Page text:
But if you sergeant major moves like this Marine, you’re probably f*cked!

Get some, Sergeant Major! (Image via Giphy)

3. Split an expensive hotel bill

Many devil dogs celebrate the Marine Corps birthday more than their own birthday. It can get pretty crazy. Since many units celebrate far away from the base, consider getting a few of your buddies to split the cost of a large hotel suite for an epic after party and dance well into the night.

Just remember to invite some girls. (Image via Giphy)

4. Study the “chest candy”

Before you pull on your dress blues, take a few extra minutes to study the Marine Corps’ ribbons and medals. It’s an interesting way of getting some background info on your superiors without asking them.

You can also feel smug if you have more combat decorations than they do…

Also Read: This is how ‘Ripley at the Bridge’ became a Marine Corps legend

5. Take photos/videos — drinking is temporary but random party pics are forever

You are most likely going to get wasted drunk either at the ball or in the hotel (not recommended — aim for that perfect buzz). Take tons of photos and video because chances are you’re not going to remember much the next day.

Having those epic memories of taking a celeb as your date, beating the sergeant major in a dance contest, and making fun of a POG staff sergeant behind their back will be well documented.

I don’t remember doing that. (Image via Giphy)WATM wishes every Marine a happy and safe birthday. SEMPER FI, MARINES!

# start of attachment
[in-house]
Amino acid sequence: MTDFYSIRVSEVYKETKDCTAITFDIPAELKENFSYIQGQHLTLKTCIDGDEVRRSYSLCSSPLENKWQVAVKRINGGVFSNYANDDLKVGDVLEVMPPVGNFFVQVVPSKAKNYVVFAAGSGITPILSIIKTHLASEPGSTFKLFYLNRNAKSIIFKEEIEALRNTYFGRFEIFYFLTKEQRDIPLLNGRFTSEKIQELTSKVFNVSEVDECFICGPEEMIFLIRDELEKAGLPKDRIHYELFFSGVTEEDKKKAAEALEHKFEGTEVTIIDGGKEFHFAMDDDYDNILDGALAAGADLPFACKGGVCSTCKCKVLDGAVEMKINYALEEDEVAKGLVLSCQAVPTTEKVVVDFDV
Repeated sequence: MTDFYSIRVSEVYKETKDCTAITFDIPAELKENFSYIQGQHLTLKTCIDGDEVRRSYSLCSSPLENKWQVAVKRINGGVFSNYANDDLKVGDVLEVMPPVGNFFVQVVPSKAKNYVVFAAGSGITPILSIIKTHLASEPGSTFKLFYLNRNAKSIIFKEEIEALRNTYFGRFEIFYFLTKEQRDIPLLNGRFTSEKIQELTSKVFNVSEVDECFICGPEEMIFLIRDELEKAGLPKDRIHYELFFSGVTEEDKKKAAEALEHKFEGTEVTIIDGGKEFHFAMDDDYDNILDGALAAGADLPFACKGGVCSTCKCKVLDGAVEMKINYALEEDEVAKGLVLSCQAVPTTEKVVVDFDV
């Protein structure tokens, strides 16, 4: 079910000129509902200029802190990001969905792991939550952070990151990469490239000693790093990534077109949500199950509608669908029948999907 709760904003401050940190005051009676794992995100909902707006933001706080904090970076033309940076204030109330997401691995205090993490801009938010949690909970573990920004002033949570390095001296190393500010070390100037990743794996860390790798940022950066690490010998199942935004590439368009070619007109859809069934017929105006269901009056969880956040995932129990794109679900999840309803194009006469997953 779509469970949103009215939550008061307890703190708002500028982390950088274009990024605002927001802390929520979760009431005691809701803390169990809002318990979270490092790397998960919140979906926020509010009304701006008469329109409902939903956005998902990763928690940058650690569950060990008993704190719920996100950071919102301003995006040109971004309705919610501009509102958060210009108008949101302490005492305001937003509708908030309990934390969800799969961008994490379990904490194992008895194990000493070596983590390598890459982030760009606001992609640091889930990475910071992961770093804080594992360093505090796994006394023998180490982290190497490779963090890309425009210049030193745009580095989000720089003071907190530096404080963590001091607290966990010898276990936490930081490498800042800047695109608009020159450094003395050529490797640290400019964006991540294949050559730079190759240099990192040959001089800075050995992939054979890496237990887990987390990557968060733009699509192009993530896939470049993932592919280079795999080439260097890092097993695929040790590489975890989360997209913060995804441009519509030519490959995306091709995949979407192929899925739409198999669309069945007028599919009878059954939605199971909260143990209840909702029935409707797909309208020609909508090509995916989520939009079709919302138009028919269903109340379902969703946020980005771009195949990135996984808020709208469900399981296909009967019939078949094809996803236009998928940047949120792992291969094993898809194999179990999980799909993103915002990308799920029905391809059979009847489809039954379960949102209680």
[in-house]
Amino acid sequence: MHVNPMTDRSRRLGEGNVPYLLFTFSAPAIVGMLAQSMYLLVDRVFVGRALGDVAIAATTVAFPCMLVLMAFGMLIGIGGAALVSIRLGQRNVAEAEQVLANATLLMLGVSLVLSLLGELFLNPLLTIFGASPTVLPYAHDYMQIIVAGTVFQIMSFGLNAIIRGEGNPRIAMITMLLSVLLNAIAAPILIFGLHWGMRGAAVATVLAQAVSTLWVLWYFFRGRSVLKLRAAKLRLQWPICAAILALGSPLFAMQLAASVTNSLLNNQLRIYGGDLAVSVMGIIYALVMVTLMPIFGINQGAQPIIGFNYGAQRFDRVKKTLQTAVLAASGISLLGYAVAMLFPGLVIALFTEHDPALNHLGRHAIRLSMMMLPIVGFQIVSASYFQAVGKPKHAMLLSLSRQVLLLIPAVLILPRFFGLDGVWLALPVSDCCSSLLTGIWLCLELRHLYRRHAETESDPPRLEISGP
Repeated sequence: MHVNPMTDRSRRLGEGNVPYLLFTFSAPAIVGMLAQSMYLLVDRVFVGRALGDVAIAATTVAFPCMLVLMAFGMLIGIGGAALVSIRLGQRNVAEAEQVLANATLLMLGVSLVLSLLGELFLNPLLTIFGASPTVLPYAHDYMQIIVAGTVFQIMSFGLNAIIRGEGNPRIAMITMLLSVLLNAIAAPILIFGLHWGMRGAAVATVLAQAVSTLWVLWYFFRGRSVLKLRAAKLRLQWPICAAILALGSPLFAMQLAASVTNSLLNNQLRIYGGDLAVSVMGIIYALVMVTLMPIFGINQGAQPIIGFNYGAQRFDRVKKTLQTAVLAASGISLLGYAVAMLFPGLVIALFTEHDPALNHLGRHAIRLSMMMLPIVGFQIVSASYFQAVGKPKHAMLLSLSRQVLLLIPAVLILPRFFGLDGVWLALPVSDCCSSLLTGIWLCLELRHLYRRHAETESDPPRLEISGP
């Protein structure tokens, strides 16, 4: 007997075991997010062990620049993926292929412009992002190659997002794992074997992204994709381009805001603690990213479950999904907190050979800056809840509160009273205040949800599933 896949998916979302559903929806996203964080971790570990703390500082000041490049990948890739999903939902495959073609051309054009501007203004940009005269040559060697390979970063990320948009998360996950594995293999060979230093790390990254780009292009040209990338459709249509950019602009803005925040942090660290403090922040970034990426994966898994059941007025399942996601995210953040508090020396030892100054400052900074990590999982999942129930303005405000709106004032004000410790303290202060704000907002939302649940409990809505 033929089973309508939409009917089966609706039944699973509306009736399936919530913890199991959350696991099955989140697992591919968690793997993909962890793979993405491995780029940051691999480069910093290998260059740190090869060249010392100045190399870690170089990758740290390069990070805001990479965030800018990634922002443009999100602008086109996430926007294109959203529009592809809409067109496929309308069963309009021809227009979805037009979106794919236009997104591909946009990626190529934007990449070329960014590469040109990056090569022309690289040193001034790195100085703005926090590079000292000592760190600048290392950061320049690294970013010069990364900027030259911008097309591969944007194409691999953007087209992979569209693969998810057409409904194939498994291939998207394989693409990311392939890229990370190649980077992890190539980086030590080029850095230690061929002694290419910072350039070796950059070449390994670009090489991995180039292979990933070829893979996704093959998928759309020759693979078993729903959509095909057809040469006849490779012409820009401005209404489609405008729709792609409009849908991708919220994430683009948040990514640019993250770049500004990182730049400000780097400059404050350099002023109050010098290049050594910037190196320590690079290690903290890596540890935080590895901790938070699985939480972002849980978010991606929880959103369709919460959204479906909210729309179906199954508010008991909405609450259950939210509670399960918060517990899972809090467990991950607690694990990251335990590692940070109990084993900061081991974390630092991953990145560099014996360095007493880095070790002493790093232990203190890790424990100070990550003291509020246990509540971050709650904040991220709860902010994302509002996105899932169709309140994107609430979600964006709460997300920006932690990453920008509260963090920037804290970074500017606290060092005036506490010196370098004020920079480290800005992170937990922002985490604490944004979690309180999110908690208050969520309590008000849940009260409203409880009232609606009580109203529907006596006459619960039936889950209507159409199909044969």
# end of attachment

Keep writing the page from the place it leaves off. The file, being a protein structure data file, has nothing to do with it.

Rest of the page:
Humor

6 ways to make the most of your urinalysis

One of the most uncomfortable things for everyone involved is a urinalysis. Unfortunately, it’s an integral part of how the military tracks the health and welfare of its troops and ensures that no illicit substances damage unit integrity.

Take it from us, the only way to make peeing in a cup while your NCO watches less uncomfortable for you is to actively make them more uncomfortable. Now, this shouldn’t be too hard because nobody wants to be there in the first place, but we’ve got some pro-tips for you.


Some advice, though: If you’re a guy, don’t make size jokes. You’re just setting yourself for a slam like the one in Jarhead.

This one only works if you have time to prepare.

(Courtesy Photo)

Eat nothing but beets and asparagus

Fun fact: Eating a bunch of beets turns your pee a bright red color. You’ll probably fool someone into thinking you’ve got medical issues with this trick. Also, asparagus makes your piss smell nasty and unpleasant if you’re looking to make things that much worse.

If you know a urinalysis test in in your future, like after block leave, try it.

Ask for some soothing music

Seriously, the observer doesn’t have any desire to be there either, so they’ll do whatever is necessary to speed up the process. Usually, they’ll turn on a faucet to help get you going. Soothing music wouldn’t seem like an unreasonable request.

That’s when you say, “now I’m in the mood! Let’s do this!”

If they aren’t paying attention, mess with them.

The observer’s job is to ensure that the urine leaves the body. If they’re giving you privacy, they’re doing it wrong.

Keep them on their toes and say, “You wanted a stool sample, right?” Or the classic, “I can’t do this without any magazines…”

Don’t break eye contact

A steady stream of eye contact is sure to make everyone involved very uncomfortable.

Get butt-naked to pee